Thursday, August 31, 2017


Harry Targ

Reverend William Barber and his co-workers in the emerging Poor People’s Campaign visited Milwaukee, Wisconsin on August 28, at the Saint Gabriel’s Church of God. After inspirational singing, introductory remarks by Rev. Liz Theoharis, head of the Kairos Center in New York City, and testimonials representing Black Lives Matter in Minneapolis, and the Fight for Fifteen, and Veterans for Peace in Milwaukee, Reverend Barber gave an uplifting speech announcing the forthcoming Poor People’s Campaign.
Moral Mondays Campaigns

Reverend Barber was instrumental in working with North Carolinians for over a decade to build a multi-national, multi-generational, multi-issue movement to oppose racist, exploitative, and sexist policies that became law when reactionary forces gained control of the government of  North Carolina in 2012. He and his co-workers also helped launch Moral Mondays movements, modeled after the North Carolina struggle, in several other states in the South, the Midwest, and the Southwest. In Indiana, that state’s Moral Mondays movement adopted an agenda to advocate for policies endorsed in North Carolina. These included:
Securing pro-labor, anti-poverty policies that insure economic sustainability;

Providing well-funded, quality public education for all;
Standing up for the health of every Hoosier by promoting health care access and environmental justice across all the state's communities;

Addressing the continuing inequalities in the criminal justice system and ensuring equality under the law for every person, regardless of race, class, creed, documentation or sexual preference;
Protecting and expanding voting rights for people of color, women, immigrants, the elderly and students to safeguard fair democratic representation.

In his Saturday, September 20, 2014 speech to the 400 people rallying at the Indiana State House, Rev. Barber said he was told by his son, an environmental physicist, that if he ever got lost in mountainous territory he should walk to higher ground. This is necessary, Barber reported, because in the lowlands snakes congregate but if one climbs above the “snake line” snakes, being cold-blooded creatures, cannot live.
Referring to the snake line metaphor Barber declared:

There are some snakes out here. There are some low-down policies out here. There’s some poison out here. Going backwards on voting rights, that’s below the snake line. Going backwards on civil rights, that’s below the snake line. Hurting people just because they have a different sexuality, that’s below the snake line. Stomping on poor people just because you’ve got power, that’s below the snake line. Denying health care to the sick and keeping children from opportunity, that’s below the snake line.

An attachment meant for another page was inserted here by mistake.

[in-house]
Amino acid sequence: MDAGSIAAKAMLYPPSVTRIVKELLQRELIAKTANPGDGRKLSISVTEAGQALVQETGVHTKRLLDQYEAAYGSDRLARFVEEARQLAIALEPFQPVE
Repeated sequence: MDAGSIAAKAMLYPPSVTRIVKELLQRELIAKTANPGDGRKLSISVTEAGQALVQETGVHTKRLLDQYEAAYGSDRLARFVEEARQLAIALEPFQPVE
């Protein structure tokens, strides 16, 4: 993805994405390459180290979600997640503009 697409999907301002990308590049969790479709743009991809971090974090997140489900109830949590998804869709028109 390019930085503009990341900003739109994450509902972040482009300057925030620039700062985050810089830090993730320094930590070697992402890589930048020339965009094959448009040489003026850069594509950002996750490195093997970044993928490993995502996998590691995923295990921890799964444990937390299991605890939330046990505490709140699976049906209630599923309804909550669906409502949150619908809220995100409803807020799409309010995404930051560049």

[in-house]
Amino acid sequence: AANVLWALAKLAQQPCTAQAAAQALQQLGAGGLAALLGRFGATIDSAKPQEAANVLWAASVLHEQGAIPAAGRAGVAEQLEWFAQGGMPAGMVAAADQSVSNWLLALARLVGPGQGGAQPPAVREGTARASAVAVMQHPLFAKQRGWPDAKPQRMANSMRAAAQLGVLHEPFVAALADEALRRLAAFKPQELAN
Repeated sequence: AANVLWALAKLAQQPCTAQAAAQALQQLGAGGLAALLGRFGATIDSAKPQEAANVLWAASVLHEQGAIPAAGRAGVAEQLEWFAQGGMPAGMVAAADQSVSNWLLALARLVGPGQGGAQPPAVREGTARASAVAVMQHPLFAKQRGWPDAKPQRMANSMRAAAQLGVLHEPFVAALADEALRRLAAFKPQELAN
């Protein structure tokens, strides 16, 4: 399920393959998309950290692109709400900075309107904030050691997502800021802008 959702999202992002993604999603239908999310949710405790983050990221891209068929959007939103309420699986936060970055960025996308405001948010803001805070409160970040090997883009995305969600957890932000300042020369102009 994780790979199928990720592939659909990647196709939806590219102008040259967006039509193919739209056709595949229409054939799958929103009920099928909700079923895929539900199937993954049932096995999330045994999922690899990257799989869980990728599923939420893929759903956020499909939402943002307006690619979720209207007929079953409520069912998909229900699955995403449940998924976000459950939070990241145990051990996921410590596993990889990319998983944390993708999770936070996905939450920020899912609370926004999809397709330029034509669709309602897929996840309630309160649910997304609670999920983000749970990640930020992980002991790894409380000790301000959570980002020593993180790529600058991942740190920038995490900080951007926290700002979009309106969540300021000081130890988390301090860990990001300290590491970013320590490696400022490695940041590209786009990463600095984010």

Rev. Barber urged the newly formed Indiana Moral Mondays coalition to “go to higher ground,” where poverty is ended, everybody can vote, children can be educated, the sick can be healed, and everyone is respected.

Moral Mondays campaigns in various states, including Indiana, achieved some successes. They mobilized multiple constituencies: white and black, gay and straight, men and women, young and old, religious and non-believers to fight back against emerging reactionary Tea Party/Koch Brothers policies and politicians. In his home state of North Carolina, Moral Mondays campaigners were able to oust the reactionary governor in the 2016 election. And Reverend Barber, himself, has gone on to become a national spokesperson for progressive policies.
Theory and Practice of Moral Mondays

Barber has grounded the Moral Mondays movement in history and theory. As to the former, Barber has talked about three reconstructions in United States history. The first, after the US Civil War, was based upon a vision and practice of Black/white unity and the struggle for democracy and equality in the nation. It was crushed by the resurgence of the white supremacist planter class in the South, their political collaborators in the North, and the institutionalization of racial segregation. The second reconstruction began metaphorically with Brown vs. Board of Education in 1954 and spanned the decade of successful struggle against segregation in the South in the 1960s. It too was sidetracked, this time by candidate and President Nixon’s so-called “southern strategy” to bring white supremacy back to the South and the nation. We are living through the third reconstruction, Reverend Barber suggested, signified by the two elections of Barack Obama president and the emergence of social movements to finally create racial and economic justice in America.